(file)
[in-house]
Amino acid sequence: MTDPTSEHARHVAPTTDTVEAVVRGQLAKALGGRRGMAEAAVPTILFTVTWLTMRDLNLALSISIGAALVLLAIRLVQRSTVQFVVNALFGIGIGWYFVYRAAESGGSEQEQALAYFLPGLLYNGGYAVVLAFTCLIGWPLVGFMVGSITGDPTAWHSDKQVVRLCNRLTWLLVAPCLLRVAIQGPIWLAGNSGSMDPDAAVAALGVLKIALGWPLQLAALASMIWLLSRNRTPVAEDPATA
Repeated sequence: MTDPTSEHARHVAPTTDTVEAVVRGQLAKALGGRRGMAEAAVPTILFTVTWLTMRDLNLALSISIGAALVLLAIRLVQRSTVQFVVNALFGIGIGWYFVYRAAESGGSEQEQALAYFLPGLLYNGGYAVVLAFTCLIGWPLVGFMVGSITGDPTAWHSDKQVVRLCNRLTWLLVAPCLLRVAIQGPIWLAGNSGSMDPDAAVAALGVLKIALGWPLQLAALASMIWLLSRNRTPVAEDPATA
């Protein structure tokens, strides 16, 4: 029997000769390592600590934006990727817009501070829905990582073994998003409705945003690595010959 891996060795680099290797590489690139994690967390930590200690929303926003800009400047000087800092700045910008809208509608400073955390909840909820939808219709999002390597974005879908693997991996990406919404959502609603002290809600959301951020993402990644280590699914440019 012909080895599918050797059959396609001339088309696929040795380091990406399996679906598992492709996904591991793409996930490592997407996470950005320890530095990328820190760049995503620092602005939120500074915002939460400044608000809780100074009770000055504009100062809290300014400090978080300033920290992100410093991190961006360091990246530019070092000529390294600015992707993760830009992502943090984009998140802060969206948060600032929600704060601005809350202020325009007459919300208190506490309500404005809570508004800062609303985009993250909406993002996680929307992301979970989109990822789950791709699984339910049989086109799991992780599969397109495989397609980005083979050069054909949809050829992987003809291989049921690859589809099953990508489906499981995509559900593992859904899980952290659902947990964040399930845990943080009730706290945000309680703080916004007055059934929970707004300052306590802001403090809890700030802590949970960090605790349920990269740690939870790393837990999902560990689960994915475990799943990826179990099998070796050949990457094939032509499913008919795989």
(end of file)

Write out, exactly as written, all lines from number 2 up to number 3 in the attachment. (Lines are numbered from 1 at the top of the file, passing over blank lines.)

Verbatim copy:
Amino acid sequence: MTDPTSEHARHVAPTTDTVEAVVRGQLAKALGGRRGMAEAAVPTILFTVTWLTMRDLNLALSISIGAALVLLAIRLVQRSTVQFVVNALFGIGIGWYFVYRAAESGGSEQEQALAYFLPGLLYNGGYAVVLAFTCLIGWPLVGFMVGSITGDPTAWHSDKQVVRLCNRLTWLLVAPCLLRVAIQGPIWLAGNSGSMDPDAAVAALGVLKIALGWPLQLAALASMIWLLSRNRTPVAEDPATA
Repeated sequence: MTDPTSEHARHVAPTTDTVEAVVRGQLAKALGGRRGMAEAAVPTILFTVTWLTMRDLNLALSISIGAALVLLAIRLVQRSTVQFVVNALFGIGIGWYFVYRAAESGGSEQEQALAYFLPGLLYNGGYAVVLAFTCLIGWPLVGFMVGSITGDPTAWHSDKQVVRLCNRLTWLLVAPCLLRVAIQGPIWLAGNSGSMDPDAAVAALGVLKIALGWPLQLAALASMIWLLSRNRTPVAEDPATA